By Gerard Braud, CSP, Fellow IEC
The annual wildfire season in California is presenting us with an interesting crisis communication case study. I’d encourage you to follow media reports and listen to what each expert says in those media reports. As we review this crisis, we’ll look at it through the lens of the 5 Steps to Effective Crisis Communications, especially the concept of Step 1 – Your Vulnerability Assessment. (If you are not familiar with the 5 Steps of Effective Crisis Communications, follow this link for a free video tutorial.) Additionally, this crisis is a personification of defining a crisis as an event that affects a company’s revenue and reputation.
Pacific Gas & Electric (PG&E) has been dealing with a financial crisis after facing lawsuits leading from allegations that the company’s power lines may have started past fires that destroyed homes and took lives.
The liability is so devastating that PG&E has filed for bankruptcy. This is the personification of a crisis that is affecting a company’s revenue and reputation.
Now the electric company is fighting criticism because it has been shutting off power in fire-prone areas as a way to prevent fires. This again, is affecting the company’s revenue and reputation.
If you worked at PG&E, how would you manage this crisis? From the perspective of a Vulnerability Assessment, on one hand you have to assess the potential loss of property and lives if a fire breaks out because a faulty power line starts a fire. On the other hand, you have to assess the financial hardship the company is thrusting upon all of the businesses that cannot operate because they have no power.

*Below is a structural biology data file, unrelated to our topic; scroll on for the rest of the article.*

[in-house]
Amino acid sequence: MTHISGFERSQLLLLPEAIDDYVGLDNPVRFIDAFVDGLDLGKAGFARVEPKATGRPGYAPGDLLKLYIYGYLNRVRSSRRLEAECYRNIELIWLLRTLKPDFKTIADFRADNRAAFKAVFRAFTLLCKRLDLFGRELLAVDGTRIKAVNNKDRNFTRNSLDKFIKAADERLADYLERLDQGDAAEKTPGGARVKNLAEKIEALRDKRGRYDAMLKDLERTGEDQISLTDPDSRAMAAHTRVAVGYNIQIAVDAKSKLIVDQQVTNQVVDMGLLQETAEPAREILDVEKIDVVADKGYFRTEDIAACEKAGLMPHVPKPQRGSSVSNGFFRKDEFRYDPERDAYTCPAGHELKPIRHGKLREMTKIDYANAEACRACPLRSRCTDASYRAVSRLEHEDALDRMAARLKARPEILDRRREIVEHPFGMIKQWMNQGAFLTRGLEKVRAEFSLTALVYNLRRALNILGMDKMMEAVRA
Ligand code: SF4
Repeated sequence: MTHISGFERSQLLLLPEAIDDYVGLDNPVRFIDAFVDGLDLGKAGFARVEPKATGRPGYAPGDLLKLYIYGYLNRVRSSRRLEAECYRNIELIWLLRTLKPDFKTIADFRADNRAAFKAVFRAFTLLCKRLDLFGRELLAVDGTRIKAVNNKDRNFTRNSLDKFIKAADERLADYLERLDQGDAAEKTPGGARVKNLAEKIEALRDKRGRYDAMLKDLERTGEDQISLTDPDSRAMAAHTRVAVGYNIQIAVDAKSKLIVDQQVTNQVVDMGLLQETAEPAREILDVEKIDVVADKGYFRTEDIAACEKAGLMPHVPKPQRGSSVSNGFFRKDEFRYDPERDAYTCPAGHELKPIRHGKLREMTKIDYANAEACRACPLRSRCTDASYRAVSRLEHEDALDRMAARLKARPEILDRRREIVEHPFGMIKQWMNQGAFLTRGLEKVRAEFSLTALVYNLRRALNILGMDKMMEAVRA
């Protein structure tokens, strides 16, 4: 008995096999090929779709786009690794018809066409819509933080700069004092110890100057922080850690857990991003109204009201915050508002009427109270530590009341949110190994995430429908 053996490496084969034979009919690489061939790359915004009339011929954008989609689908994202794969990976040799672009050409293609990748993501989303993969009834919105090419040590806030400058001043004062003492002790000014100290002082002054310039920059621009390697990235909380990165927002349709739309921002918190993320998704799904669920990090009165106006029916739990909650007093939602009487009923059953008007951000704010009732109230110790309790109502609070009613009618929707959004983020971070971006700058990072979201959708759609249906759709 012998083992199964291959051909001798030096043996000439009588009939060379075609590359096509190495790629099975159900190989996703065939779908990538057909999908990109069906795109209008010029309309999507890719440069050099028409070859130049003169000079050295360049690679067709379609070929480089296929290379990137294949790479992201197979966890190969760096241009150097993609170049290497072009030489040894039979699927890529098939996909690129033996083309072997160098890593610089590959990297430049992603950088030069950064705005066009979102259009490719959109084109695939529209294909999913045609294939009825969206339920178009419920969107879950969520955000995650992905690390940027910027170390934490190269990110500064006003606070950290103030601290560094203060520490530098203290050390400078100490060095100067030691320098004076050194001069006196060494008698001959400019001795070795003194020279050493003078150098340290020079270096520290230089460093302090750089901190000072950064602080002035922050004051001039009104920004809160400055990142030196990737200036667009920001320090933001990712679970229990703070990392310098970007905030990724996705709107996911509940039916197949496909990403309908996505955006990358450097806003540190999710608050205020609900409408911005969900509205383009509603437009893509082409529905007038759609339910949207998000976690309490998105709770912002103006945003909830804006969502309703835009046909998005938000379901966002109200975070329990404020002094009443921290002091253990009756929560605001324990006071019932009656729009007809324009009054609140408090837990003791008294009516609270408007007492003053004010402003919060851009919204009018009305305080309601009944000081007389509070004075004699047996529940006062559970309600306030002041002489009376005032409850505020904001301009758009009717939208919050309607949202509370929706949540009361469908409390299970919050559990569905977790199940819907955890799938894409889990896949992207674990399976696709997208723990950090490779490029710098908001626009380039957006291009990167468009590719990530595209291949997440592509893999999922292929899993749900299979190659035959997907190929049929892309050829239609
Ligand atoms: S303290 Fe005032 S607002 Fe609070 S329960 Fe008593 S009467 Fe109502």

One farmer showed the media how $50,000 worth of produce could go bad in his farm’s refrigerator unit that was now without power. This story is multiplied in many ways by many businesses, not to mention all of the homeowners affected by the outage.
My guess is PG&E will face a new round of lawsuits from homeowners and businesses that have faced losses because of the shutdown of power.
A further root cause analysis from a Vulnerability Assessment standpoint would have to examine all of the allegations that PG&E has not properly maintained their power lines, transformers, and equipment. Critics allege that failure to maintain the system is the root cause of the deadly fires. Other critics dig deeper, saying PG&E has spent too many years trying to give money to stockholders, rather than reinvesting in their infrastructure.
What do you know about the company where you work? Is it a publicly traded company that prioritizes stockholders over customers? Are there potential crises like this on your horizon? Do you see competing interests that need to be dealt with now, before they reach a flash point?
Your immediate course of action should be to gather your leadership team together and discuss these vulnerabilities before a crisis ignites. A good Vulnerability Assessment may provide a roadmap that allows you to eliminate a crisis before it ignites. If the crisis can’t be eliminated, it allows you to develop a plan to deal with the crisis if it ignites.